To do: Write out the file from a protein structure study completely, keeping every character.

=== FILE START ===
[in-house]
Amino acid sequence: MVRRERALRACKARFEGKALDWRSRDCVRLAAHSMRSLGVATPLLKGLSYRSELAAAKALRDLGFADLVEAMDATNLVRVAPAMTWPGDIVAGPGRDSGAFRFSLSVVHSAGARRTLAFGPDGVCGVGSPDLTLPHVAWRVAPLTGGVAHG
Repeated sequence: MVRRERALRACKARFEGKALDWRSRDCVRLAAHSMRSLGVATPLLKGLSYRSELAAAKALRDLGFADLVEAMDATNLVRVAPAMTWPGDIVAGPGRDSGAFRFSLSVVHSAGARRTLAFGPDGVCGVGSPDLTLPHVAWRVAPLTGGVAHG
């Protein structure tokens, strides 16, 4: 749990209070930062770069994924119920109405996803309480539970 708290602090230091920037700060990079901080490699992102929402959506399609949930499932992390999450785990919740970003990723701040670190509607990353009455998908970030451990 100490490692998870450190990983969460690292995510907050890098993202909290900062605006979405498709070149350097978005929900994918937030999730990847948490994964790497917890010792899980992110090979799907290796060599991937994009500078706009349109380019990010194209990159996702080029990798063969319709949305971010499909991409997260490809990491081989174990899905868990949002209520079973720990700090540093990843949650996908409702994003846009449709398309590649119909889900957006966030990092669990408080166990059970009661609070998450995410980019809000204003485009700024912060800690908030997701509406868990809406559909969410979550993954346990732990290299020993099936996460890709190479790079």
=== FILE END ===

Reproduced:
[in-house]
Amino acid sequence: MVRRERALRACKARFEGKALDWRSRDCVRLAAHSMRSLGVATPLLKGLSYRSELAAAKALRDLGFADLVEAMDATNLVRVAPAMTWPGDIVAGPGRDSGAFRFSLSVVHSAGARRTLAFGPDGVCGVGSPDLTLPHVAWRVAPLTGGVAHG
Repeated sequence: MVRRERALRACKARFEGKALDWRSRDCVRLAAHSMRSLGVATPLLKGLSYRSELAAAKALRDLGFADLVEAMDATNLVRVAPAMTWPGDIVAGPGRDSGAFRFSLSVVHSAGARRTLAFGPDGVCGVGSPDLTLPHVAWRVAPLTGGVAHG
């Protein structure tokens, strides 16, 4: 749990209070930062770069994924119920109405996803309480539970 708290602090230091920037700060990079901080490699992102929402959506399609949930499932992390999450785990919740970003990723701040670190509607990353009455998908970030451990 100490490692998870450190990983969460690292995510907050890098993202909290900062605006979405498709070149350097978005929900994918937030999730990847948490994964790497917890010792899980992110090979799907290796060599991937994009500078706009349109380019990010194209990159996702080029990798063969319709949305971010499909991409997260490809990491081989174990899905868990949002209520079973720990700090540093990843949650996908409702994003846009449709398309590649119909889900957006966030990092669990408080166990059970009661609070998450995410980019809000204003485009700024912060800690908030997701509406868990809406559909969410979550993954346990732990290299020993099936996460890709190479790079």